This is actually how many scientists believe that some other planets got their moons, such as Saturn and its moon Phoebe, but they don’t usually think that this is true for our Moon. First, capture is almost impossible for objects the size of the Earth and our Moon.
Second, Phoebe and other captured moons describe eccentric, non-circular orbits, while our Moon’s orbit around Earth is circular. And third, Phoebe has an irregular shape, like an asteroid, while our Moon is perfectly round.
Fission theory of the Moon
British Astronomer Sir George Howard Darwin, Charles Darwin’s fifth child, proposed the fission theory in 1878.
The fission theory states that the Moon broke away from the Earth at the beginning of the Solar System. At that time, the Earth hadn’t fully solidified and spun very fast, describing a full rotation in three or four hours.
But the math didn’t add up. In the 20th century, scientists discarded this theory because they calculated that the Earth’s spin couldn’t have been fast enough to expel a portion of the planet into space.
Plus, if that was the case, the debris would have fallen back on the Earth’s surface or gone into orbit around the Sun, but it is unlikely that it would have stayed in Earth’s orbit, as proposed in the theory.
Co-accretion theory of the Moon
According to this theory, the Moon formed at the same time as the Earth —independently of each other but within the same protoplanetary disk (the rotating cloud of gas and dust where all the planets of our Solar System developed).
There is some evidence for this theory, but it does not explain the observed angular momentum of the Earth and the Moon. In addition, the Moon is much less dense than the Earth, which would likely not be the case if both started with the same heavy elements at their core. Studies of the lunar mare basalts and rocks of the lunar highlands reveal that there is almost no iron in the Moon (less than one percent), whereas iron makes up around 35 percent of the mass of the Earth.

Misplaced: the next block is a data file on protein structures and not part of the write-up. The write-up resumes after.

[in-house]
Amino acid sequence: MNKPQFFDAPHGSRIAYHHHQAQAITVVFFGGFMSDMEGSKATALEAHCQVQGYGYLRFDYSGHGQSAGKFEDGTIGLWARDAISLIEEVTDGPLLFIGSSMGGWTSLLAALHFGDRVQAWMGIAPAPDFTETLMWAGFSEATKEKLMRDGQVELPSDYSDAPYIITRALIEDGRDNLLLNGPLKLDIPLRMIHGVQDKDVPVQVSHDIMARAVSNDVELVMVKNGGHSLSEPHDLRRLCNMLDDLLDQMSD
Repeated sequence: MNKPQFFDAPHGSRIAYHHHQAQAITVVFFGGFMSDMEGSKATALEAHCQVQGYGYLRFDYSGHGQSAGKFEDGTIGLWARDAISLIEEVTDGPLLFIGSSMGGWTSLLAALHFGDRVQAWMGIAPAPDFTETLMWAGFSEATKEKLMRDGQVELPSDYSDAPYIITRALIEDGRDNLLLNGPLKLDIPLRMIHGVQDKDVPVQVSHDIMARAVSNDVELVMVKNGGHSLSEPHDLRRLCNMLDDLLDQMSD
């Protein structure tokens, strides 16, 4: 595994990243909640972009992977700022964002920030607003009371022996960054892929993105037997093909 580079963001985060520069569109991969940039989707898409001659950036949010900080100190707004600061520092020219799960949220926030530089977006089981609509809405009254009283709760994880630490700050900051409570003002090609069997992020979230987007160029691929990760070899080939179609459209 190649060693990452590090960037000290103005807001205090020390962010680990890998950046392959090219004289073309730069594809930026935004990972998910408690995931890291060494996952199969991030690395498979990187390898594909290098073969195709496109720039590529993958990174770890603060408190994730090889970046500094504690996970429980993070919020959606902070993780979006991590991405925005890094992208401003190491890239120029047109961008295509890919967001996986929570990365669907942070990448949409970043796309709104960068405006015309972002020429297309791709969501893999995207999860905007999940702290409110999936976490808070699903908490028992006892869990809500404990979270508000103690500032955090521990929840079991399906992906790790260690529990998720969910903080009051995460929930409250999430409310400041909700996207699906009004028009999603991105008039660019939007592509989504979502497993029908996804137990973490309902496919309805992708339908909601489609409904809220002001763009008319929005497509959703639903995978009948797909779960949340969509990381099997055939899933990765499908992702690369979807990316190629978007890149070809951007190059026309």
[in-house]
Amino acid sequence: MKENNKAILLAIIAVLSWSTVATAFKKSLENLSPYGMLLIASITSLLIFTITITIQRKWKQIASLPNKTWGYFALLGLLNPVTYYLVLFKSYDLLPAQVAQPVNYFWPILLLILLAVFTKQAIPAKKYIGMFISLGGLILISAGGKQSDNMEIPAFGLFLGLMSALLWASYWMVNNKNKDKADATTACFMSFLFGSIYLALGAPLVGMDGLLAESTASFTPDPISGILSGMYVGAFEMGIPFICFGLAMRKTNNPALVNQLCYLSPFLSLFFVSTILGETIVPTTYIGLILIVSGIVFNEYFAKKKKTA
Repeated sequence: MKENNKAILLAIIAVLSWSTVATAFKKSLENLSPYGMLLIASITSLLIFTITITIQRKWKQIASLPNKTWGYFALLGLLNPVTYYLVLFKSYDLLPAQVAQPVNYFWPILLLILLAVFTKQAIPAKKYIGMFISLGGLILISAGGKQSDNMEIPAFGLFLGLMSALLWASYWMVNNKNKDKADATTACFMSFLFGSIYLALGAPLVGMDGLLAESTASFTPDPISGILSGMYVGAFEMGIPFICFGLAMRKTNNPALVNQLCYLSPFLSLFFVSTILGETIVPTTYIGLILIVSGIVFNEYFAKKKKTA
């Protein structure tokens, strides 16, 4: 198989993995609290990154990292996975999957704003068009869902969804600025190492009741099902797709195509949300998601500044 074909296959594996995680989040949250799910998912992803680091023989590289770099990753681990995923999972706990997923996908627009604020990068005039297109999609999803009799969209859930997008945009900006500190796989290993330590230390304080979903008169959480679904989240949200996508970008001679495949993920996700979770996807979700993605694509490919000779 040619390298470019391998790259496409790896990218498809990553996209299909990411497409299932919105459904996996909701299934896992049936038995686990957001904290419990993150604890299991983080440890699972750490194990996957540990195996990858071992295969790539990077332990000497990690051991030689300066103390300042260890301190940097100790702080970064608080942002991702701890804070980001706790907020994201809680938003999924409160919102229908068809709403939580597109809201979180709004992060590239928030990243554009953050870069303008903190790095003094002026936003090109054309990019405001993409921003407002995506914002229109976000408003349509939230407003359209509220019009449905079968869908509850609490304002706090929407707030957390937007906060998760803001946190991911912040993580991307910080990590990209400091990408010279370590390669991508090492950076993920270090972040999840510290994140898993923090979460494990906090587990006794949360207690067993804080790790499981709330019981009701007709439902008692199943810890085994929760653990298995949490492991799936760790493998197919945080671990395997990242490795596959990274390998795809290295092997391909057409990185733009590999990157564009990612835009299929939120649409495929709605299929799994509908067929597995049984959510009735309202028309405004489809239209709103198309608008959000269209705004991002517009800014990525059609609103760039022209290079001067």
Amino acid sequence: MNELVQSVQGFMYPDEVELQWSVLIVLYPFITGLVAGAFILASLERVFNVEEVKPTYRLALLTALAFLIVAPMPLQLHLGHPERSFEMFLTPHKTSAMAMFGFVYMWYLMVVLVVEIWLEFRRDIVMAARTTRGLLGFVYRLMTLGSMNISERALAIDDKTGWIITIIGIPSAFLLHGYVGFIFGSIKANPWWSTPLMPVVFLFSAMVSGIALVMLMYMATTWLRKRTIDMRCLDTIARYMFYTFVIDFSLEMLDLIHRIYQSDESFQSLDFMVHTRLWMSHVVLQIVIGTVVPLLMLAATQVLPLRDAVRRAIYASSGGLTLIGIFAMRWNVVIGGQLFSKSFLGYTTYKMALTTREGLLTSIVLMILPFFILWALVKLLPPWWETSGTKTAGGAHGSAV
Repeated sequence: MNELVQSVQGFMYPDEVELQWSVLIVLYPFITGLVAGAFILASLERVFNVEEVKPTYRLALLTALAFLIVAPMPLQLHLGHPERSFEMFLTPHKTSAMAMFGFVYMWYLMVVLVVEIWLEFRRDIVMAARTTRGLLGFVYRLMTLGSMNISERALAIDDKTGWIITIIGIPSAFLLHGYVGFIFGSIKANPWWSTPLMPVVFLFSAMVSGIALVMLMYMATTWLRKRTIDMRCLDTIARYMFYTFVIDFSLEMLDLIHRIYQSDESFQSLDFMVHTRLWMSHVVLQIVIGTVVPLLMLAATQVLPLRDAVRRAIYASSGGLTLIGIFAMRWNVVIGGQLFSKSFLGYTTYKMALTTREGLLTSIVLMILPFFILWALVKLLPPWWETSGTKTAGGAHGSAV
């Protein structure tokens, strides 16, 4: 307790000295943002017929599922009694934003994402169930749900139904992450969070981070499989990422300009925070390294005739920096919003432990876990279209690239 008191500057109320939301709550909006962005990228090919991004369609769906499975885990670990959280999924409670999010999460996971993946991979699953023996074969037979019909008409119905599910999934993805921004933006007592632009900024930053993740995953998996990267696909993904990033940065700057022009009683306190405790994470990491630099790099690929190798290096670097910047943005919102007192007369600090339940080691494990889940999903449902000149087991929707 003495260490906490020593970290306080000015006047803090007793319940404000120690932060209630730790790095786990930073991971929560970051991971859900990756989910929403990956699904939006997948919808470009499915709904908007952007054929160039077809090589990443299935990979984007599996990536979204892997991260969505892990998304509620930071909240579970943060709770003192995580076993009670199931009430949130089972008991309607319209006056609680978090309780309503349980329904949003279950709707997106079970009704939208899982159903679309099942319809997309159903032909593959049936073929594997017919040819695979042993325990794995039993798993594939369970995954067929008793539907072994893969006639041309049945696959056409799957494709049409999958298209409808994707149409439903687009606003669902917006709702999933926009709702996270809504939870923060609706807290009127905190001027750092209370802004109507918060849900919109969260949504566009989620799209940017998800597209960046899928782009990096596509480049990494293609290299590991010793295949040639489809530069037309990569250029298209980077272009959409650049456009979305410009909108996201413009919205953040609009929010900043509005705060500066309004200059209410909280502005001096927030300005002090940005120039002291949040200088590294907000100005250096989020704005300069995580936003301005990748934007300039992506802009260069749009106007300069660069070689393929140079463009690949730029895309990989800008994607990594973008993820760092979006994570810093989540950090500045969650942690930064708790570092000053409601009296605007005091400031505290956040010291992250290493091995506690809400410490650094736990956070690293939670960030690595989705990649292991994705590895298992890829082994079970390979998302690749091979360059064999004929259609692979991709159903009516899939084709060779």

What did the early Moon look like?
If we follow the giant impact theory, the early Moon was probably a hot, liquid sphere made of gravity-bounded debris. It was covered in magma until the molten rock cooled and solidified, forming the lunar crust.
After it became a solid rock, the Moon itself was impacted by a huge wandering body at the South Pole, forming the South Pole–Aitken basin, a crater on the far side of the Moon that has approximately 1,600 miles (2,500 km) in diameter and between 3.9-5.1 miles (6.2 to 8.2 km) in depth.
Other impacts followed in the alleged Late Heavy Bombardment period when multiple asteroids and comets probably collided with the Moon and other planets in the Solar System. These impacts help explain the composition and surface volcanic deposits found on the Moon.
What are the dark spots on the Moon?
The dark spots of the Moon are called lunar maria, a Latin word meaning “seas.”
Early astronomers thought they were seas, but now we know that they are basaltic plains created by ancient asteroid impacts combined with volcanic activity between 3.1 and 3.9 billion years ago.
These dark spots, which are visible from Earth, cover up to 17 percent of the Moon’s surface.